The turkey was served Haitian-style. The list of side dishes included diri djondjon — a mushroom-infused black rice — and the Caribbean version of salade russe, a red-hued mix of beets, potatoes and carrots.

With this menu as a backdrop, 200 newly arrived Haitian immigrants celebrated their first Thanksgiving in Boston's Hyde Park neighborhood Tuesday evening. Dozens of volunteers served up the traditional meal, which was organized by the nonprofit SHUT UP Until You There.

“I feel proud to partake in my first Thanksgiving,” said Junior Amilca speaking through an interpreter. “I had always heard about Thanksgiving. And now I’m not hearing about it—I’m living it.”

Amilca, who came to Boston with his wife and 1-year-old son, said he and his family were grateful for their welcome to the area and for their new friends.

For the moment, he and the other guests are receiving temporary housing at a hotel in Stoughton. Event organizer Dejma Olivier said she wanted to give them a “special moment” with a traditional Haitian meal for their first Thanksgiving.

Volunteers stand in front of aluminum trays filled with food and scoop the food onto plates.
Volunteers serve traditional Haitian foods for the first Thanksgiving dinner for new Haitian arrivals at the Voltage Park Event Center in Hyde Park, Boston.
Liz Neisloss GBH News

Haitians comprise the largest population of recent migrants arriving in Massachusetts, according to the advocacy group MIRA, the Massachusetts Immigrant and Refugee Advocacy Coalition. The organization receives state funding to provide case management and legal services to new arrivals staying in emergency shelters.

Many small community-based organizations are doing “heroic amounts of work” for the migrants said Kate Froehlich, MIRA's program director of immigrant services. But Froehlich said unprecedented numbers of new arrivals has created a desperate need for shelter.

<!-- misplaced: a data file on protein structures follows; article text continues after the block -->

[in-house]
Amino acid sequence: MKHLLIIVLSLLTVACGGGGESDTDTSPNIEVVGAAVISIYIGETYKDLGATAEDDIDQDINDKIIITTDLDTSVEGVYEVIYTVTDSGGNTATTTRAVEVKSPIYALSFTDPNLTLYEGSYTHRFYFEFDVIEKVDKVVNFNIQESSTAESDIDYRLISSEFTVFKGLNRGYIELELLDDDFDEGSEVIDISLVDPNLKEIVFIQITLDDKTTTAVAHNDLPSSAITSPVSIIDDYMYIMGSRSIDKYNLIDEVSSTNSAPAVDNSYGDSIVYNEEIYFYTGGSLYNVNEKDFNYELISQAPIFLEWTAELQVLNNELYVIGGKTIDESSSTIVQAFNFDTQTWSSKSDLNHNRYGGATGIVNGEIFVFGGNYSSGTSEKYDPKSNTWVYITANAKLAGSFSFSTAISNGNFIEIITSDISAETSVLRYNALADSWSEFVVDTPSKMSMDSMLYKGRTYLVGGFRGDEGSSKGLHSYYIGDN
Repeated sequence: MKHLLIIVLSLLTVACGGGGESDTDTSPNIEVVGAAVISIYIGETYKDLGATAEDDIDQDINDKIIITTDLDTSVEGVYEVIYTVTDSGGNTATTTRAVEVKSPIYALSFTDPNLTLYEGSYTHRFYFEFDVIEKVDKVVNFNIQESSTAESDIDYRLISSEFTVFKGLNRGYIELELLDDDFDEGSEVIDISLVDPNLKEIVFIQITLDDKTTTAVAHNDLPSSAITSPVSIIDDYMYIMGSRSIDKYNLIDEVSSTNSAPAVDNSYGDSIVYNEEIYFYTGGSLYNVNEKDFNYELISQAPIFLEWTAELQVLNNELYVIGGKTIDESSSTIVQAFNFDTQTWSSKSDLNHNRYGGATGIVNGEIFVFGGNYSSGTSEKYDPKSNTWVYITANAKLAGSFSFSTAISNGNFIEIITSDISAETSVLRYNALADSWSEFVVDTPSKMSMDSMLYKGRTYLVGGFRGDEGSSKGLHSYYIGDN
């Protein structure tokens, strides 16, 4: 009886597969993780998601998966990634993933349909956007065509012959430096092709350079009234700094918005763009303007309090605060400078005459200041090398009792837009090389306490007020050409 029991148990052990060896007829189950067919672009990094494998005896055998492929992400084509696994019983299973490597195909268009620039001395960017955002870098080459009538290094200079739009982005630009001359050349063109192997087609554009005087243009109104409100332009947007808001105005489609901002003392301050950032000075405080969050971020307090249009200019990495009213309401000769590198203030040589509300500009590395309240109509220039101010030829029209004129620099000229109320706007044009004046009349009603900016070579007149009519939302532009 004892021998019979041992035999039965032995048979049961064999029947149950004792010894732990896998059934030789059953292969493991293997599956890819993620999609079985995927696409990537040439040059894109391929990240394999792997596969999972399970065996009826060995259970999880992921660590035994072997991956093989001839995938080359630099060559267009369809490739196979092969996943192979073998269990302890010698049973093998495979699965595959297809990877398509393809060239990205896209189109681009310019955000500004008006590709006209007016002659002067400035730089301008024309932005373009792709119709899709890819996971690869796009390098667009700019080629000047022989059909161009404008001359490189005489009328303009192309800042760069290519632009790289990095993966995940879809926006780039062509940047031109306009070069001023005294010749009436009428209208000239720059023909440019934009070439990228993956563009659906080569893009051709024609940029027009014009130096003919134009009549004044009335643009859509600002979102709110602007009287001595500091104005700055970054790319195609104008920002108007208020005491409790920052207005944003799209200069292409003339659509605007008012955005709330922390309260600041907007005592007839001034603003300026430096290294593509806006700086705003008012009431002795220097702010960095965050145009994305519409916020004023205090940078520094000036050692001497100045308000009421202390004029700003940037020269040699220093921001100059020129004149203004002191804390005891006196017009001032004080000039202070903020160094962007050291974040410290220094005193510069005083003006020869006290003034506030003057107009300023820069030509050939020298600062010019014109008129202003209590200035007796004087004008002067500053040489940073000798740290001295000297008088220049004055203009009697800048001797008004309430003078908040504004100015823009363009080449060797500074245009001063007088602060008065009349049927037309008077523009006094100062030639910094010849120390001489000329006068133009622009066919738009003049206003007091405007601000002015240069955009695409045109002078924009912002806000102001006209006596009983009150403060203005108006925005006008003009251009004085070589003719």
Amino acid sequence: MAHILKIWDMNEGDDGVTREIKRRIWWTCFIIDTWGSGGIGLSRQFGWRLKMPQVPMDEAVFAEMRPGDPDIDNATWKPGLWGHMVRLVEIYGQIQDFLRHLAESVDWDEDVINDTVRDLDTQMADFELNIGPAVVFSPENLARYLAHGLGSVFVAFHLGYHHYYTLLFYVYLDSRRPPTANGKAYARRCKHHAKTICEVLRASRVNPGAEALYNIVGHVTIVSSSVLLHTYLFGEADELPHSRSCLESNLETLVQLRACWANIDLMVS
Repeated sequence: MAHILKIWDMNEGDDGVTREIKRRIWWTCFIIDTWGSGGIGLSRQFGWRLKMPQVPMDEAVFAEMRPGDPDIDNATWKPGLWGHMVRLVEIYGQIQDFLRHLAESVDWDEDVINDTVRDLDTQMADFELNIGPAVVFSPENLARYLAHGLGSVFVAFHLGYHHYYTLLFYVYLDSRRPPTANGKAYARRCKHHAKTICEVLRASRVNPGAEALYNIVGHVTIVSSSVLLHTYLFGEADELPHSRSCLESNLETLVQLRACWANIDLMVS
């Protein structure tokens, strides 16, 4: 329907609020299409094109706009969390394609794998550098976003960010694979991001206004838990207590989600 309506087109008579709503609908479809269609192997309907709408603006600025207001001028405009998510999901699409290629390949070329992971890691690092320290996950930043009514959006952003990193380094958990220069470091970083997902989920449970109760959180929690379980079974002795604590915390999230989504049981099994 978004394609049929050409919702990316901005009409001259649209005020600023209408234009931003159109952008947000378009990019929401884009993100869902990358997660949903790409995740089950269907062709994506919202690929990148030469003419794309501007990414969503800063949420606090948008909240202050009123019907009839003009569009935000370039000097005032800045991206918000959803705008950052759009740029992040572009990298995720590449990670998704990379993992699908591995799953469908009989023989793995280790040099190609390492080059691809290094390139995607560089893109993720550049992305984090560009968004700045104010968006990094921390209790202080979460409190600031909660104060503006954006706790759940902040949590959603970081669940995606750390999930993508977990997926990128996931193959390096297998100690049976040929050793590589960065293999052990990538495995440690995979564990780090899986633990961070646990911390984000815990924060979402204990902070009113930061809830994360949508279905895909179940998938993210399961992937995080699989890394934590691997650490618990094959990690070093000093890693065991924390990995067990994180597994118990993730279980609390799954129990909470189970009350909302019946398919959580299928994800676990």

“The single greatest need right now is a safe place for everyone to sleep at night, a safe and warm place,” Froehlich said.

“I had always heard about Thanksgiving. And now, I’m not hearing about it—I’m living it.”
Junior Amilca, Haitian immigrant

Gov. Maura Healey, responding to a spike in demand for shelter, instituted a cap earlier this month on how many families the state could house. Now, the state is working with local groups to provide temporary spaces for those on the wait list. Healey and other governors have repeatedly pressed federal officials for funding and work authorizations to meet the surging need of a swell in migrants coming to their states.

For now, the state has set up a makeshift shelter in the Massachusetts State Transportation building in Boston, but migrant advocates say they are scrambling for better options.

Chris Hoeh, a volunteer at the Thanksgiving dinner, said he was dedicated to helping Haitian arrivals transition into their new lives in Massachusetts.

“It’s been heartbreaking to know the trauma refugees have experienced, especially families with children,” Hoeh said. “I want them to know that they have friends outside the strong Haitian community who welcome them as new neighbors.”

Correction: This story has been updated to correct a misspelling of Kate Froehlich's name.